Monday, 28 April 2014

#mywritingprocess - part of the writing blog tour


This is my writing process, part of #mywritingprocess blog tour

I was nominated by Jude Brown: a friend and fellow writer, who never fails to make me laugh, with or without the aid of Guinness. In fact, she’s been known to make me cry with laughter after drinking only highly diluted Orangina – that’s the power of this woman! 

Jude is a writer of contemporary fiction, whose short stories have been widely published. She is also the recipient of many awards: semi finalist for the Raymond Carver Short Story Prize 2012, short-listed for the Bridport Short Story Prize 2013 and short-listed for the Fish Short Story Prize 2013. After completing her MA writing at Sheffield Hallam University, Jude became a winner of the Northern Writer’s Award 2013 for her novel, ‘The Dangerous Sun’. With this impressive list of accomplishments, I expect agents will soon be fighting to represent this talented author. I look forward to seeing, ‘The Dangerous Sun’ on the shelves very soon.

Find out more about Jude on her website:  

To read Jude’s blogs and find a delicious recipe for banana curry visit:

           So here goes! These are my answers to the #mywritingprocess questions:

1.      What am I working on?

I am touting around ‘Into the Snicket,’ my first crime/thriller novel, which is about domestic abuse and murder. An early version of this was submitted to editors via my last agent. At the time, I was flattered to obtain representation so early in my writing career, although I was naively unaware of the importance of marketing and genre. In my desire to please, the novel became a mixed bag of crime, literary and whatever anyone else suggested. Editors praised it for being atmospheric, utterly compelling and powerful. However, the consensus was that the pace was too slow for crime. I began to work on the overhaul, which took six months of re-writing and tinkering until I’d found a marketable style. It’s taken me a while to understand this business and for my confidence to grow, but I feel the novel is now ready for crime representation. In the past, I thought, I’d wasted opportunities. I look back now and realise that all those other versions of ‘Into the Snicket’ were necessary drafts: a lesson in writing, the hard way.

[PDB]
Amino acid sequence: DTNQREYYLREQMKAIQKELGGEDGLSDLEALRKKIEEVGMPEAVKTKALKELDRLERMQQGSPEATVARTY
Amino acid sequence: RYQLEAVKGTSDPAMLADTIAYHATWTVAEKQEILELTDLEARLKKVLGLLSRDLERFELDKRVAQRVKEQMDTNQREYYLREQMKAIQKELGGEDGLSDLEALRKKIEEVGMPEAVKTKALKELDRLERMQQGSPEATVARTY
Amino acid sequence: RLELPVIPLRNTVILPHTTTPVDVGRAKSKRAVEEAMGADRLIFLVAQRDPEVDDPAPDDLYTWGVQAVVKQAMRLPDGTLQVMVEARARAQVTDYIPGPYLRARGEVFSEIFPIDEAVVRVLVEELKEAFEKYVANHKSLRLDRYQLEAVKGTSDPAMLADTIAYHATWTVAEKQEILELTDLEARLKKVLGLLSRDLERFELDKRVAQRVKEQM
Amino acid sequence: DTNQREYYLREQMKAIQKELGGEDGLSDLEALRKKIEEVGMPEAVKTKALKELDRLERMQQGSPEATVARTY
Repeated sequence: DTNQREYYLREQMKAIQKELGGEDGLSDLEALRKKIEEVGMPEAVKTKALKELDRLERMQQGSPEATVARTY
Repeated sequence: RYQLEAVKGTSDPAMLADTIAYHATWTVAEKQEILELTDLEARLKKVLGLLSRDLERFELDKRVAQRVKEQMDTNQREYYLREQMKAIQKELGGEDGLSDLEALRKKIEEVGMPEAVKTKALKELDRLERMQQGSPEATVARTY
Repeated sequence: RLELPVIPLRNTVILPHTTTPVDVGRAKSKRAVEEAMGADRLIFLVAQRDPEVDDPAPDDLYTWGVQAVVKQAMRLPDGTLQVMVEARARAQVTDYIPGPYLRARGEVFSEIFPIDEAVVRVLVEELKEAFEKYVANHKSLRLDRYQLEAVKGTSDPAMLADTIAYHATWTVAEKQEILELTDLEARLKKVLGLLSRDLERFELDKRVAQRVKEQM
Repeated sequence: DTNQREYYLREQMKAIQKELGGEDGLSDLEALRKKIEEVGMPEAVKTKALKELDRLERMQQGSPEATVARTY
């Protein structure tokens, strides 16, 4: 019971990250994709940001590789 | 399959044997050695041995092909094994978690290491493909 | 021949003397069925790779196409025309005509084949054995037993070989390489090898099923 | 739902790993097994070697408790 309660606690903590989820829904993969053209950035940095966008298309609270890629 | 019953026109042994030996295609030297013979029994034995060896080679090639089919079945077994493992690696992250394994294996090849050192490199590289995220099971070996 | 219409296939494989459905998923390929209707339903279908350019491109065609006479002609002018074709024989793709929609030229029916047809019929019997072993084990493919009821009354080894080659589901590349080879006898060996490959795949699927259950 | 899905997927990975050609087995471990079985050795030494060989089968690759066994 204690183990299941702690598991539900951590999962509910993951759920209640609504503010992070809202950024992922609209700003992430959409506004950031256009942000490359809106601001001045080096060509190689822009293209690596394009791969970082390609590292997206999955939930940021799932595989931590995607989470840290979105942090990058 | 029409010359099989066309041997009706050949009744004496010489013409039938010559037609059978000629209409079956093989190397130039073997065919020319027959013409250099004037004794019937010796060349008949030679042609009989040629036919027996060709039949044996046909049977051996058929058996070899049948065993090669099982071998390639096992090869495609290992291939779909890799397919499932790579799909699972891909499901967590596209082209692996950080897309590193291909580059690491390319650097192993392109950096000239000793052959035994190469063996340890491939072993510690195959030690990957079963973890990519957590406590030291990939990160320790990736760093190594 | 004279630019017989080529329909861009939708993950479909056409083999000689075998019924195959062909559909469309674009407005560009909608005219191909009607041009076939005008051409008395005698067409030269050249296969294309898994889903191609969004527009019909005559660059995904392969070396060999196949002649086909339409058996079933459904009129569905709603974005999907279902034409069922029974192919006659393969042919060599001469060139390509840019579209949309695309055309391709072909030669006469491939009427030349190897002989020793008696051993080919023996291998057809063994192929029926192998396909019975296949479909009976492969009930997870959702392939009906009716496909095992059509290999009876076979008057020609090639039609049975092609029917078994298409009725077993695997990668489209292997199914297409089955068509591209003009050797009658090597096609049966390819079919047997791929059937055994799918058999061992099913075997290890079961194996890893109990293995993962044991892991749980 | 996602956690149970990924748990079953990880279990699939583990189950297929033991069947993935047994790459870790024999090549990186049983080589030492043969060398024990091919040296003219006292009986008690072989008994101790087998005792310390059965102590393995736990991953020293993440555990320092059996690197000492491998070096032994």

2. How does my work differ?

I’m interested in dissecting the psychology of protagonists and antagonists. Once I’ve got into their minds, I can hear their voices and for this reason I prefer to write first person. This enables me to describe their tension and create atmospheric situations, which is what I enjoy. My novels unravel crimes via witness, victim and/or murderer’s viewpoints rather than through the official investigation. However, this doesn’t mean that I don’t love reading great police procedural novels, such as Denise Mina’s, The End of the Wasp Season AND who doesn’t have a soft spot for Mark Billingham’s, Tom Thorne?

My writing combines subjects I studied for my degree: feminism, criminology, politics, sociology and psychology. Into the Snicket has proved to be a difficult nut to crack: a crime novel, written in first person, where the protagonist isn’t cop, forensic investigator, witness, victim or murderer. I suppose this wasn’t an easy way to begin my writing career and I deserved all the obstacles that have come my way!

     3. Why do I write the way I do?

I’m drawn to the crime genre, because I am incensed by a great deal of things which go on in this world and, on a more personal level, I’ve been subjected to injustice on far too many occasions. I am an amicable and caring person (honestly), so for someone as nice as me, crime writing is a great way to vent fury! Be aware that if you upset me, you’ll become my next fictional criminal – the one who’s going to be hung, drawn and quartered.  

I was a sensitive child who liked to please everyone, but I suffered speech impediments and was incredibly shy as a result. Writing became a way to express myself without embarrassment or fear of ridicule. In recent years, fictional revenge has given me a great boost in confidence. I've finally found my vocation. Now, I'm never lost for words.